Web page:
WASHINGTON -- Rep. Gabrielle Giffords (D-Ariz.) may not be back in Congress yet, but her staff is leading a bipartisan effort to pressure the super committee to slash lawmakers' salaries as part of deficit reduction.
In a Thursday letter put together by Giffords' office, 25 lawmakers call on the 12-member super committee to "send a powerful message to the American people that Congress should not be exempt from the sacrifices it will take to balance the budget."
The letter notes that House and Senate lawmakers are paid $174,000 per year -- 3.4 times what the average American with a full-time job earns. A 5 percent cut, which Giffords proposed in January legislation, would save $50 million over 10 years. Adjustments to members' benefit packages, which can be worth 47 percent of salaries, could result in millions of dollars in additional savings.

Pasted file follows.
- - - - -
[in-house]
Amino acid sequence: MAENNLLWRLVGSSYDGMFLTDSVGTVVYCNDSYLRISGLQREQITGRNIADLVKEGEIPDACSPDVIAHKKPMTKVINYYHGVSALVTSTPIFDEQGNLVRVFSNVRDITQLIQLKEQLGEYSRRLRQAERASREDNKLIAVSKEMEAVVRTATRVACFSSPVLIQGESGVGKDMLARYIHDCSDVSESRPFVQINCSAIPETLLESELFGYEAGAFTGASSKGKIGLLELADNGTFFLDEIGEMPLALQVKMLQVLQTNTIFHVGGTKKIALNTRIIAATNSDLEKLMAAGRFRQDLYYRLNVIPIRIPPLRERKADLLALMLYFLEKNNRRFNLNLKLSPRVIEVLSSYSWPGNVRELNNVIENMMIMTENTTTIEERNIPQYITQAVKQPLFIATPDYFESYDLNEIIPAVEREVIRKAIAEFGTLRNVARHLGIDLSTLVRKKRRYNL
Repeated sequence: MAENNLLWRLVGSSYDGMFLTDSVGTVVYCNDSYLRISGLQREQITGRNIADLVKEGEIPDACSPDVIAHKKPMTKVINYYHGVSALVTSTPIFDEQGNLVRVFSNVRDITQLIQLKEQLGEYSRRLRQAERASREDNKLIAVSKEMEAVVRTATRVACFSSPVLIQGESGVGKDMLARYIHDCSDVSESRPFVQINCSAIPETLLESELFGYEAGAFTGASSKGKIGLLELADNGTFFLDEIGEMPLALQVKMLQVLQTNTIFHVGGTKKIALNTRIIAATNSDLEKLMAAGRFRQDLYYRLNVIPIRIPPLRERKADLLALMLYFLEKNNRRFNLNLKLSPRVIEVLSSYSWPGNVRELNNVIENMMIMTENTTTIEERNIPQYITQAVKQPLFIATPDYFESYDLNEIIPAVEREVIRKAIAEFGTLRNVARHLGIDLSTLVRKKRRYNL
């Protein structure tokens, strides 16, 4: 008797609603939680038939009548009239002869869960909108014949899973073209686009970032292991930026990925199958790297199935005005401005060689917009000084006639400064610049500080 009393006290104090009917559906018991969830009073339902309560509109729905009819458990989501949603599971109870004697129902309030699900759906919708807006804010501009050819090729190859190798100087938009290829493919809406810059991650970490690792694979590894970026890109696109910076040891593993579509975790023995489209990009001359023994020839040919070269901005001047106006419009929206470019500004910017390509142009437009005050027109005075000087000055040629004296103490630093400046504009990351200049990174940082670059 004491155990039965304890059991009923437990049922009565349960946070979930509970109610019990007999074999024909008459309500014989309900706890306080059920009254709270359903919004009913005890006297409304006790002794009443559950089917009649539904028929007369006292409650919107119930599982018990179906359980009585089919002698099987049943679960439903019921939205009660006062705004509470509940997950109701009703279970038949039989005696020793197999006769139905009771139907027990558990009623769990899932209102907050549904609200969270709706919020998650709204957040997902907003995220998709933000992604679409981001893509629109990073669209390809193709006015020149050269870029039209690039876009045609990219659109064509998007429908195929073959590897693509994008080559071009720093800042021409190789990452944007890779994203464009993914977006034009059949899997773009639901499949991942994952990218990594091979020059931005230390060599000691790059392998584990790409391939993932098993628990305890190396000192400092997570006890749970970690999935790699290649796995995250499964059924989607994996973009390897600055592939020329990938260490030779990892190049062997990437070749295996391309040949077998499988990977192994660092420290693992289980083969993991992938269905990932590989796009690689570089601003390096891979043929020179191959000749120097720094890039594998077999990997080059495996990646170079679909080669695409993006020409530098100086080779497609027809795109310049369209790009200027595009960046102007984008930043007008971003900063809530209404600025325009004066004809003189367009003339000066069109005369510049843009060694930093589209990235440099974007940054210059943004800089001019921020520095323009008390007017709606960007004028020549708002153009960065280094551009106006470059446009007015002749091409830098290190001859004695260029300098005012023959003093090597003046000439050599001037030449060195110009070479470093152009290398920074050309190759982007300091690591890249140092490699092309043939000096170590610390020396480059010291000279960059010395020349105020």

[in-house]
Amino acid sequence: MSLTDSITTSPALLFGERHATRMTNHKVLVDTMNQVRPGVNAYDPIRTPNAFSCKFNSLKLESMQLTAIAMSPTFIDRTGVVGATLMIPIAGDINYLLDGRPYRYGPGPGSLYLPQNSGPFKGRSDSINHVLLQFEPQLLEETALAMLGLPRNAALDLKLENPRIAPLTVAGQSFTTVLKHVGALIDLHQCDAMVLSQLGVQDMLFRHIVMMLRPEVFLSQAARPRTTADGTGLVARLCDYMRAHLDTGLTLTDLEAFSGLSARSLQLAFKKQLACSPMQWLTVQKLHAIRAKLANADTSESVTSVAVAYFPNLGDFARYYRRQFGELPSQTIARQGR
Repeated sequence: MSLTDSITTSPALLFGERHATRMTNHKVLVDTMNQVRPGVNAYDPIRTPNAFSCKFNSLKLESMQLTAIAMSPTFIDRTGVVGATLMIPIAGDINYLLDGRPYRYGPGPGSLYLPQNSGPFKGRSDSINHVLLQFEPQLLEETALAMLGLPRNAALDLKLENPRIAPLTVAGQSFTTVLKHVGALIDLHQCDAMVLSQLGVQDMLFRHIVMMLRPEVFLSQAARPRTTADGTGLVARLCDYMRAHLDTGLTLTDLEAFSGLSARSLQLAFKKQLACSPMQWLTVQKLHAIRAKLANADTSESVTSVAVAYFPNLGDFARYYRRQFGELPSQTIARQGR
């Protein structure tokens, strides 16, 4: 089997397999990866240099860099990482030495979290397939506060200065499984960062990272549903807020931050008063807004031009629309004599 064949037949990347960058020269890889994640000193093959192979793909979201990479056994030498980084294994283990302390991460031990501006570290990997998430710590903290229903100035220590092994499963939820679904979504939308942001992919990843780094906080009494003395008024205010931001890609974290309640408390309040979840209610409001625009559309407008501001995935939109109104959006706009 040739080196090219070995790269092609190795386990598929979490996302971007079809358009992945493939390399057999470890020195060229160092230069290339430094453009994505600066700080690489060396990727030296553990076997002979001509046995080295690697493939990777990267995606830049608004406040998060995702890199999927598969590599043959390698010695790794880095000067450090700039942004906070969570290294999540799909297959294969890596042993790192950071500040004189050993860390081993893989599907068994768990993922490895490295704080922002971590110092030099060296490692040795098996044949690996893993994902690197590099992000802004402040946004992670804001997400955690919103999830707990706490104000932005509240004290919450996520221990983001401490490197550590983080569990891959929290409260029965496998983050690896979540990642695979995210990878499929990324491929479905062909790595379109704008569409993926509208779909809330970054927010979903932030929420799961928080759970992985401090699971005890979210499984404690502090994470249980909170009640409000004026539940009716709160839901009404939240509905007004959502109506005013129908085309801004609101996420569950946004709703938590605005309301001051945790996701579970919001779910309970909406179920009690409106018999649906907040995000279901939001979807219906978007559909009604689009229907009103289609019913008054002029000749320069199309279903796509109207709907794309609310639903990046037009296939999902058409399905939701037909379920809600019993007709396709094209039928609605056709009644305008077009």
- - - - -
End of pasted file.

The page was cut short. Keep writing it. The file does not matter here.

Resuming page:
Giffords filed her bill two days before she was shot in Tucson. The bill hasn't advanced since then.
"We are living in tough economic times," she said when she introduced the bill in January. "Everyone is being forced to make sacrifices. Members of Congress can't ask any American to cut back before we are willing to make some sacrifices of our own. I'm prepared to do that and I want my colleagues to join me."
Thursday's letter includes the signatures of 14 Democrats and 11 Republicans. It also comes just days before the super committee is charged with finding trillions of dollars in debt reduction through some combination of spending cuts and new revenues. If the panel fails to pass something by Nov. 23, about $1.2 trillion in spending cuts that nobody is particularly happy about will automatically take effect in 2013.
"Congresswoman Giffords strongly feels that members of Congress must lead by example as we tighten federal spending," Pia Carusone, Giffords' chief of staff, said in a statement.
Carusone said that while Giffords "remains totally focused on her recovery," she "also is engaged with her staff's work to advance the legislation and ideas she has proposed. This includes moving forward with the only bill she has been able to introduce this session -- instituting member pay cuts at a time of economic uncertainty and large deficits."
The super committee, still scrambling for a deal, is expected to meet over the weekend.
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